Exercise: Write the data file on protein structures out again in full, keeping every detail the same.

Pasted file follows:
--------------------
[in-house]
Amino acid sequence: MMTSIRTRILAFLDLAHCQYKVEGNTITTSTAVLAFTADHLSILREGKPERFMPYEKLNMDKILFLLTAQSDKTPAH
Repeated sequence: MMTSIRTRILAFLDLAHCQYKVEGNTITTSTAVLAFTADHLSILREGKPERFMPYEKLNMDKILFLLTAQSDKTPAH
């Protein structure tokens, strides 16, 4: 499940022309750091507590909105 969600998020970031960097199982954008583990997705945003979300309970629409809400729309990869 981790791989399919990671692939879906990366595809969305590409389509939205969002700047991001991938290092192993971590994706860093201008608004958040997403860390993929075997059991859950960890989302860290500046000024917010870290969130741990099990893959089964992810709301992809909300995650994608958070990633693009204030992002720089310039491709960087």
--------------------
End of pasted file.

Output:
[in-house]
Amino acid sequence: MMTSIRTRILAFLDLAHCQYKVEGNTITTSTAVLAFTADHLSILREGKPERFMPYEKLNMDKILFLLTAQSDKTPAH
Repeated sequence: MMTSIRTRILAFLDLAHCQYKVEGNTITTSTAVLAFTADHLSILREGKPERFMPYEKLNMDKILFLLTAQSDKTPAH
């Protein structure tokens, strides 16, 4: 499940022309750091507590909105 969600998020970031960097199982954008583990997705945003979300309970629409809400729309990869 981790791989399919990671692939879906990366595809969305590409389509939205969002700047991001991938290092192993971590994706860093201008608004958040997403860390993929075997059991859950960890989302860290500046000024917010870290969130741990099990893959089964992810709301992809909300995650994608958070990633693009204030992002720089310039491709960087």